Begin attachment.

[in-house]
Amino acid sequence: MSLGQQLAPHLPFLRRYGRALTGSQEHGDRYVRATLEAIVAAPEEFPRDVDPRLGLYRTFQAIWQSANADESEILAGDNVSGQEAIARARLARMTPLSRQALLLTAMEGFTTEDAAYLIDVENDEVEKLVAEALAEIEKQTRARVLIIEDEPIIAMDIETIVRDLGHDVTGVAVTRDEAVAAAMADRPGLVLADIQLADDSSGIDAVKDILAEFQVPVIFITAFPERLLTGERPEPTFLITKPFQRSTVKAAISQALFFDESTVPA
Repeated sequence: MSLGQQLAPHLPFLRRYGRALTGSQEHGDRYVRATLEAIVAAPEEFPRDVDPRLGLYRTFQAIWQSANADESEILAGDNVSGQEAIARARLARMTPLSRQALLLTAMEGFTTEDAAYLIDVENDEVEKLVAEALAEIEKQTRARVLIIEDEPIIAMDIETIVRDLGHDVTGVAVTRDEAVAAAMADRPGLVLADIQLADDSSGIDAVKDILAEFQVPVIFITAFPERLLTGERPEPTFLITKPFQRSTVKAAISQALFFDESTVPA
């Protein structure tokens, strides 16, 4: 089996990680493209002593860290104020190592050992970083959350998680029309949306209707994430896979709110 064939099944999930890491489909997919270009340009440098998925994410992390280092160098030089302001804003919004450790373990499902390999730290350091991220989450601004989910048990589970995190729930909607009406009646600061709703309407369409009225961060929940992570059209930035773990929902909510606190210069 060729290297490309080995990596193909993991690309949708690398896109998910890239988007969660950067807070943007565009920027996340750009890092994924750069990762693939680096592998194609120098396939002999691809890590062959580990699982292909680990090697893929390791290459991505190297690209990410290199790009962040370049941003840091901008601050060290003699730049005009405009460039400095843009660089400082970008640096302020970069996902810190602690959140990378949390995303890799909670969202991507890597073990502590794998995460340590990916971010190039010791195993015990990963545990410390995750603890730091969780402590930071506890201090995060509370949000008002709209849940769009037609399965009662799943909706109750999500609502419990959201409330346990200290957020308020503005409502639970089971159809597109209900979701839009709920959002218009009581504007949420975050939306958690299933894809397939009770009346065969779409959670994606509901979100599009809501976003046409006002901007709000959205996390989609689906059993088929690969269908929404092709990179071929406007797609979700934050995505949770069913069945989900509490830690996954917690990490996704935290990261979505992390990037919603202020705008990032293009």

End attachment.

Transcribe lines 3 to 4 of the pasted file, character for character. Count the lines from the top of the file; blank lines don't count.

Repeated sequence: MSLGQQLAPHLPFLRRYGRALTGSQEHGDRYVRATLEAIVAAPEEFPRDVDPRLGLYRTFQAIWQSANADESEILAGDNVSGQEAIARARLARMTPLSRQALLLTAMEGFTTEDAAYLIDVENDEVEKLVAEALAEIEKQTRARVLIIEDEPIIAMDIETIVRDLGHDVTGVAVTRDEAVAAAMADRPGLVLADIQLADDSSGIDAVKDILAEFQVPVIFITAFPERLLTGERPEPTFLITKPFQRSTVKAAISQALFFDESTVPA
């Protein structure tokens, strides 16, 4: 089996990680493209002593860290104020190592050992970083959350998680029309949306209707994430896979709110 064939099944999930890491489909997919270009340009440098998925994410992390280092160098030089302001804003919004450790373990499902390999730290350091991220989450601004989910048990589970995190729930909607009406009646600061709703309407369409009225961060929940992570059209930035773990929902909510606190210069 060729290297490309080995990596193909993991690309949708690398896109998910890239988007969660950067807070943007565009920027996340750009890092994924750069990762693939680096592998194609120098396939002999691809890590062959580990699982292909680990090697893929390791290459991505190297690209990410290199790009962040370049941003840091901008601050060290003699730049005009405009460039400095843009660089400082970008640096302020970069996902810190602690959140990378949390995303890799909670969202991507890597073990502590794998995460340590990916971010190039010791195993015990990963545990410390995750603890730091969780402590930071506890201090995060509370949000008002709209849940769009037609399965009662799943909706109750999500609502419990959201409330346990200290957020308020503005409502639970089971159809597109209900979701839009709920959002218009009581504007949420975050939306958690299933894809397939009770009346065969779409959670994606509901979100599009809501976003046409006002901007709000959205996390989609689906059993088929690969269908929404092709990179071929406007797609979700934050995505949770069913069945989900509490830690996954917690990490996704935290990261979505992390990037919603202020705008990032293009």